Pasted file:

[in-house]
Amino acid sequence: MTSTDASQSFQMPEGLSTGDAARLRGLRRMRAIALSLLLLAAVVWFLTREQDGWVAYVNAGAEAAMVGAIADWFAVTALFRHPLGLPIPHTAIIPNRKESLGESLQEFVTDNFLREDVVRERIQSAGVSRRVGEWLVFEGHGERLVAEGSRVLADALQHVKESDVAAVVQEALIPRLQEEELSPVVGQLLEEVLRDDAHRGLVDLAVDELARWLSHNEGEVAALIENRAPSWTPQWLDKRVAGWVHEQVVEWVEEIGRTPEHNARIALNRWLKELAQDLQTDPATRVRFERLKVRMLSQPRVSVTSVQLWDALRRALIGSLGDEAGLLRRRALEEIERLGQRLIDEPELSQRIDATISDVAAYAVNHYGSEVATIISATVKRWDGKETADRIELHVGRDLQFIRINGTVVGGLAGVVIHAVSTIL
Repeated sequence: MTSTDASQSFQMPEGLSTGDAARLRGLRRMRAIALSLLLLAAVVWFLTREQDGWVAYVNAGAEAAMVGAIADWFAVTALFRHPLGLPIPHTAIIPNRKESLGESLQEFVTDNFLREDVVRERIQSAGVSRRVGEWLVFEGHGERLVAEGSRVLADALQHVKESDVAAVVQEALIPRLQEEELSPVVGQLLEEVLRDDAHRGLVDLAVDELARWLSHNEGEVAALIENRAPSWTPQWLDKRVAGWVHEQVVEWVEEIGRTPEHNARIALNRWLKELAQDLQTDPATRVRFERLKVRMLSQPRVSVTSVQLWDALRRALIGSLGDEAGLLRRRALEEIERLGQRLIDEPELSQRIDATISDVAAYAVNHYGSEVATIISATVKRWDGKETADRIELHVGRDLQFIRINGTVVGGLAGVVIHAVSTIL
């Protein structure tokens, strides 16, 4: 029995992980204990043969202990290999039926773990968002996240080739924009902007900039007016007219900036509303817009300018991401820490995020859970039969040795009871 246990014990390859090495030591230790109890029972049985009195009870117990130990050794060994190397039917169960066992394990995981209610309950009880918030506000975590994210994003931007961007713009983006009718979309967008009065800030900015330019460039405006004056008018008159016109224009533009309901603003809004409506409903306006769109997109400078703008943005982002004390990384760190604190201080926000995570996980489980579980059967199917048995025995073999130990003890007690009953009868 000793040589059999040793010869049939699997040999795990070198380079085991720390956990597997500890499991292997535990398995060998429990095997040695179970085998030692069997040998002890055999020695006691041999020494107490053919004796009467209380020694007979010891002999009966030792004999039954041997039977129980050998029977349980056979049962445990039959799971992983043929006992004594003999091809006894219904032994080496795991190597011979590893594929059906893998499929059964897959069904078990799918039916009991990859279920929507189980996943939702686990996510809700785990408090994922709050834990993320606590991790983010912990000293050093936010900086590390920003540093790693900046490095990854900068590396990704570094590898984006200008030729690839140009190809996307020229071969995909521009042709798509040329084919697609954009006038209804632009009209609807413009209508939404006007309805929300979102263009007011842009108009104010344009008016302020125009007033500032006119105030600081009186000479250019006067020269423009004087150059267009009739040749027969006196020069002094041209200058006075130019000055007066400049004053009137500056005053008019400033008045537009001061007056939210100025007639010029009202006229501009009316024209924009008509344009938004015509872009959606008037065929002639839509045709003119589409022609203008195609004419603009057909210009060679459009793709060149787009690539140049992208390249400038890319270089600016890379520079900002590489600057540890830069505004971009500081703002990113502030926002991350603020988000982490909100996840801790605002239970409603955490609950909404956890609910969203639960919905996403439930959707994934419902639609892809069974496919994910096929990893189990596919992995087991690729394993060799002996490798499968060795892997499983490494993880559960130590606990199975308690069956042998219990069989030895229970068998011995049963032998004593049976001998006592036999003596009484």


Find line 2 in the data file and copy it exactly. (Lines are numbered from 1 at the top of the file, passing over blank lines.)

Amino acid sequence: MTSTDASQSFQMPEGLSTGDAARLRGLRRMRAIALSLLLLAAVVWFLTREQDGWVAYVNAGAEAAMVGAIADWFAVTALFRHPLGLPIPHTAIIPNRKESLGESLQEFVTDNFLREDVVRERIQSAGVSRRVGEWLVFEGHGERLVAEGSRVLADALQHVKESDVAAVVQEALIPRLQEEELSPVVGQLLEEVLRDDAHRGLVDLAVDELARWLSHNEGEVAALIENRAPSWTPQWLDKRVAGWVHEQVVEWVEEIGRTPEHNARIALNRWLKELAQDLQTDPATRVRFERLKVRMLSQPRVSVTSVQLWDALRRALIGSLGDEAGLLRRRALEEIERLGQRLIDEPELSQRIDATISDVAAYAVNHYGSEVATIISATVKRWDGKETADRIELHVGRDLQFIRINGTVVGGLAGVVIHAVSTIL